ASSESSING THE EFFECTIVENESS OF THE SCUD HUNT
In the immediate aftermath of the war, British and American political and military leaders announced that coalition operations had effectively neutralized the Scud threat. Senior U.S. SOF officers claimed that U.S. teams operating in western Iraq were responsible for the destruction of as many as a dozen mobile TELs.47 A year after the war’s end, however, Pentagon officials began expressing public doubt about the number of Scud TELs actually eliminated by coalition forces. In the words of Pete Williams, the assistant secretary of defense for public affairs, there was “no accurate count of how many mobile launchers had been destroyed.”48 The Pentagon’s postwar study on Gulf air operations, the Gulf War Air Power Survey, concluded that sensor limitations on coalition aircraft, combined with highly effective Iraqi tactics, resulted in relatively few mobile launcher kills. According to the report,
a few [TELs] may have been destroyed, but nowhere near the numbers
reported during the war . . . . [T]here is no indisputable proof
that Scud mobile launchers—as opposed to high-fidelity decoys,
trucks, or other objects with Scud-like signatures—were destroyed
by fixed-wing aircraft.49
The postwar UN Special Commission (UNSCOM) established to eliminate Saddam Hussein’s weapons of mass destruction discovered substantial evidence that the coalition had destroyed far fewer missiles and mobile TELs than had originally been claimed. Despite the coalition’s Scud-hunting campaign, Saddam Hussein, according to UNSCOM, retained a significant postwar capability of 62 complete Al Hussein missiles, 12 MAZ 543 TELs, and seven Al-Nidal and Al-Waleed mobile launchers.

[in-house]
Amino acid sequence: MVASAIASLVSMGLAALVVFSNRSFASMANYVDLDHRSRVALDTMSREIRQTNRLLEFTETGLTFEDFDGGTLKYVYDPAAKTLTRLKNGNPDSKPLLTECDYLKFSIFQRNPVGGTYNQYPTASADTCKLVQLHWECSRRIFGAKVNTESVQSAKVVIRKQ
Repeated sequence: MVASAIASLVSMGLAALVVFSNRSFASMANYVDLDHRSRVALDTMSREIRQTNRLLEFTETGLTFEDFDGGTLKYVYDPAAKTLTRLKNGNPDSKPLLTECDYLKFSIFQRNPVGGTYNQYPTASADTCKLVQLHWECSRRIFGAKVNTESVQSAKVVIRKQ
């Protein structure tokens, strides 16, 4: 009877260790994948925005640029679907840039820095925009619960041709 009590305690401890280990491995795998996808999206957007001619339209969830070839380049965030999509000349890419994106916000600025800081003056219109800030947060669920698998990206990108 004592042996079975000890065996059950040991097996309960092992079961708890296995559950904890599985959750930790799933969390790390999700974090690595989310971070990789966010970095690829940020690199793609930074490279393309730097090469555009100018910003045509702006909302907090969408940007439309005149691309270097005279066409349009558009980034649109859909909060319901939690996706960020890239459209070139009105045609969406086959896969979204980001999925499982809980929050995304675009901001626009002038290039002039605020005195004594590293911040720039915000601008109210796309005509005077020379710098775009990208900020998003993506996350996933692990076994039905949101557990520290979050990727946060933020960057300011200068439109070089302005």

In the face of such skepticism about earlier claims of effectiveness, defenders of the special operations against the Scud threat put forward a new argument. Instead of focusing on the question of how many Scuds or mobile TELs had been killed, supporters now stressed the deterrent effect of coalition operations.
The combination of special operations and air strikes, according to this view, created pressure on mobile TEL crews, forcing them to continuously seek new launch sites and slowing their rate of fire.52
To be sure, launch rates did decline over the life of the Scud-hunting campaign. During the course of the war, Iraq fired a total of 88 extended-range Scuds against targets in Israel, Saudi Arabia, and Bahrain. A total of 33 launches took place during the opening week of Desert Storm, a daily rate of 4.7 launches. During the remaining 36 days of the conflict, the Iraqis fired 55 missiles, bringing the daily launch rate down to 1.5. As impressive as this lower rate sounds, however, it must be considered in context. While it is true that Scud firings dropped during the third and fourth week, they began to increase during the final week of the conflict. Iraq, according to a March 1990 DIA assessment, had the ability even in the last days of the war to “initiate firings from new launch areas and to retarget . . . from urban to military and high-value targets.”53
What this suggests is that after initially being hindered by coalition anti-Scud activities, the Iraqis managed to adapt to the pressure created by these operations.